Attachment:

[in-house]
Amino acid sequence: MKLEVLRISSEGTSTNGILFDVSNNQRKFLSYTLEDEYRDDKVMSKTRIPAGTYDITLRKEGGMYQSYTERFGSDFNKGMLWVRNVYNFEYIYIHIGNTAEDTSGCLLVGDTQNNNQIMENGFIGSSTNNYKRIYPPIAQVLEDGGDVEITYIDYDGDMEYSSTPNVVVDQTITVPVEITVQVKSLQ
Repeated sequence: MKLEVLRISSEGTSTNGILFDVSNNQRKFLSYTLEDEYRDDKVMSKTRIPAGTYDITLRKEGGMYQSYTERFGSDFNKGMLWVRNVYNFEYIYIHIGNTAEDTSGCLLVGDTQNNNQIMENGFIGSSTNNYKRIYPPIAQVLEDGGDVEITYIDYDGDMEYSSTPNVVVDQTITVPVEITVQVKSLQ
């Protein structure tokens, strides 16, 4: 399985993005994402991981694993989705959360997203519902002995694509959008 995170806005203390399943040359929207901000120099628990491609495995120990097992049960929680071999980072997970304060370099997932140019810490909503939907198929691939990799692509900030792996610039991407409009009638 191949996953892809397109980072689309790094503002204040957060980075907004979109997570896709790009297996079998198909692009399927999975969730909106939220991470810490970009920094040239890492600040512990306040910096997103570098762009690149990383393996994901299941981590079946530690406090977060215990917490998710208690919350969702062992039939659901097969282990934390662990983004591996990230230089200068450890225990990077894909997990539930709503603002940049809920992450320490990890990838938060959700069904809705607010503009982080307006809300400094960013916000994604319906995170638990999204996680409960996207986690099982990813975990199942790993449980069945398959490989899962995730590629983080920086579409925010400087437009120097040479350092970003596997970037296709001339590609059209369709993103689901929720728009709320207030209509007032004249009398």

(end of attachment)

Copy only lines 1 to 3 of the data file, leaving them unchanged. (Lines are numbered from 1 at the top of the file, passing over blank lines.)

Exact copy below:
[in-house]
Amino acid sequence: MKLEVLRISSEGTSTNGILFDVSNNQRKFLSYTLEDEYRDDKVMSKTRIPAGTYDITLRKEGGMYQSYTERFGSDFNKGMLWVRNVYNFEYIYIHIGNTAEDTSGCLLVGDTQNNNQIMENGFIGSSTNNYKRIYPPIAQVLEDGGDVEITYIDYDGDMEYSSTPNVVVDQTITVPVEITVQVKSLQ
Repeated sequence: MKLEVLRISSEGTSTNGILFDVSNNQRKFLSYTLEDEYRDDKVMSKTRIPAGTYDITLRKEGGMYQSYTERFGSDFNKGMLWVRNVYNFEYIYIHIGNTAEDTSGCLLVGDTQNNNQIMENGFIGSSTNNYKRIYPPIAQVLEDGGDVEITYIDYDGDMEYSSTPNVVVDQTITVPVEITVQVKSLQ